The Dreaming World
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If we can know the future through our dreams because time is not linear in the dream world, then this implies that in some sense our dreams are reaching through the portal from the non-linear temporal world of the dream into ours to inform us with a perspective not generally available to us here. How else could we “remember” a future that has not happened in a world where linear time does hold court – where what can be remembered is by definition considered to be the past? Could we take another step and postulate that the dream world – and the characters in it, who have an independent existence of their own – have some investment in us getting the message that comes with taking a “remembered” future seriously?
In his pioneering book, Dream Tending: Awakening to the Healing Power of Dreams, Stephen Aizenstat tells the story of a client of his, a lawyer in his early 40s, who had a recurring nightmare about an abandoned, wind-swept ghost town with a town square dominated by a decrepit cathedral. In his dream, the eerie silence of the scene was always broken by an old woman wailing in despair. After years of exhaustive and exhausting therapy, trying to get to the root of this dream from an interpretive perspective, Aizenstat invited this man to enter more deeply into the landscape of his dream and explore it in more nuanced detail.
Suddenly, this man had an epiphany. He recognized this village as one in Mexico where his now dead grandmother used to live. He had visited this village long ago as a child, but had not thought about it since. With Aizenstat’s encouragement, the man was inspired to heed a call that had been tugging at the periphery of his consciousness for several years – to re-visit this village of his childhood. When he got there, he discovered that the village was scheduled to be bulldozed in order to make way for a resort development.
He suddenly knew what the dream was asking him to do. It was not just about him, after all, but a call for help from the village – somehow reaching through the dream portal with great urgency, like a child tugging insistently at the sleeve of a parent, to seek his help. In the months that followed, this lawyer used his skills on behalf of the endangered village to prevent the possible impending future – the ghost town scenario – his recurring dream was warning him about.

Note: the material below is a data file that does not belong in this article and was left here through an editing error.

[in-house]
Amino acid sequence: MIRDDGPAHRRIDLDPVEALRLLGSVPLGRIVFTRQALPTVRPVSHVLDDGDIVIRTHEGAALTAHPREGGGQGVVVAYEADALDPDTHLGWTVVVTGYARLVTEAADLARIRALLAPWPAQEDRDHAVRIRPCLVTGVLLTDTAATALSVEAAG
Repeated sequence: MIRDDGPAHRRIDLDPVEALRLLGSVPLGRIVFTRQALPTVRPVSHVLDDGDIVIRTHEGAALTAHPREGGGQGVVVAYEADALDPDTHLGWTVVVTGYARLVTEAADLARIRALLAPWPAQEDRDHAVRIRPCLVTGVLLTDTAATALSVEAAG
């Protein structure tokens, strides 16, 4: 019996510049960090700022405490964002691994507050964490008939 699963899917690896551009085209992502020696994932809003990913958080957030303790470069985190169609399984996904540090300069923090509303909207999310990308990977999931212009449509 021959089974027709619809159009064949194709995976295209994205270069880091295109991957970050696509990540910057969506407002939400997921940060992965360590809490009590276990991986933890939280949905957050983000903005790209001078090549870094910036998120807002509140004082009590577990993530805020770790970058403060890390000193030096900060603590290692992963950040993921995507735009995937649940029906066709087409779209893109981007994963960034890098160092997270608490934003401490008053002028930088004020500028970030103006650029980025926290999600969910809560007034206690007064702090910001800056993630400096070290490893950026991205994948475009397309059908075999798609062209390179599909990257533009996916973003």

From this and countless other experiences of the dream world like it, Aizenstat has concluded that the world itself – and everything in it – is dreaming. The corollary to this perspective is that everything is alive; everything has a soul; everything partakes of the living intelligence that animates this world. This might seem strange to modern sensibilities weaned on a scientific worldview, but at one time – back in the day when the imaginal world of Sufi philosophers, Greek heroes and indigenous shamans was considered real – the world soul, the anima mundi, was an everyday fact of life. Although it has been neglected in recent memory, the anima mundi is still very much alive, calling to us, waiting patiently for us to listen, to hear, and to feel its compelling wisdom pulsing through our bloodstream with every beat of our heart.
Even now, we can reach out and touch it, have a conversation with it, and get to know it as surely as we could a friend. If we are open to the experience, we can become aware of the anima mundi – the soul of this world – reaching out to us, through the synchronicities that make certain moments seem important; through the poetry of a sunset, the terrifying power of a thunderstorm, or the magic of an butterfly emerging from a cocoon; through our most compelling dreams, and through anything to which we pay extraordinary attention.
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